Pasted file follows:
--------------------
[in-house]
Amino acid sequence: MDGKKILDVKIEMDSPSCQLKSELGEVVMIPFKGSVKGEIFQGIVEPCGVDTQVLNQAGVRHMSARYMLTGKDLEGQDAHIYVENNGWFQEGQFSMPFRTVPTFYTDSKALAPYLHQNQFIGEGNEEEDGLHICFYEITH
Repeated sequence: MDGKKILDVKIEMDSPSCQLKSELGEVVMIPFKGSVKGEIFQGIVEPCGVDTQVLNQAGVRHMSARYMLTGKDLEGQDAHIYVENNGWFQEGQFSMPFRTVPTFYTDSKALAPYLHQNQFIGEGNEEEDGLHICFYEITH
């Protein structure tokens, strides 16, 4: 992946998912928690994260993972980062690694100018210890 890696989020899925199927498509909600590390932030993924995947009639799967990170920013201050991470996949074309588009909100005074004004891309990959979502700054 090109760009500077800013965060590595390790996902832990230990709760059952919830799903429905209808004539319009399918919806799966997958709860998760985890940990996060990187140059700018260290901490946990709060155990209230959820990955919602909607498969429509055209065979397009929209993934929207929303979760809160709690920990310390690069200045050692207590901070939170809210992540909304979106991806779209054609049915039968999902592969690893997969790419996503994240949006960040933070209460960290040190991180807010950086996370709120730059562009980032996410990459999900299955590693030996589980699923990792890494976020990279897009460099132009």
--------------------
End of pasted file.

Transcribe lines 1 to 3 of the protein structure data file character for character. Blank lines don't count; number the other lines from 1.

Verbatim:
[in-house]
Amino acid sequence: MDGKKILDVKIEMDSPSCQLKSELGEVVMIPFKGSVKGEIFQGIVEPCGVDTQVLNQAGVRHMSARYMLTGKDLEGQDAHIYVENNGWFQEGQFSMPFRTVPTFYTDSKALAPYLHQNQFIGEGNEEEDGLHICFYEITH
Repeated sequence: MDGKKILDVKIEMDSPSCQLKSELGEVVMIPFKGSVKGEIFQGIVEPCGVDTQVLNQAGVRHMSARYMLTGKDLEGQDAHIYVENNGWFQEGQFSMPFRTVPTFYTDSKALAPYLHQNQFIGEGNEEEDGLHICFYEITH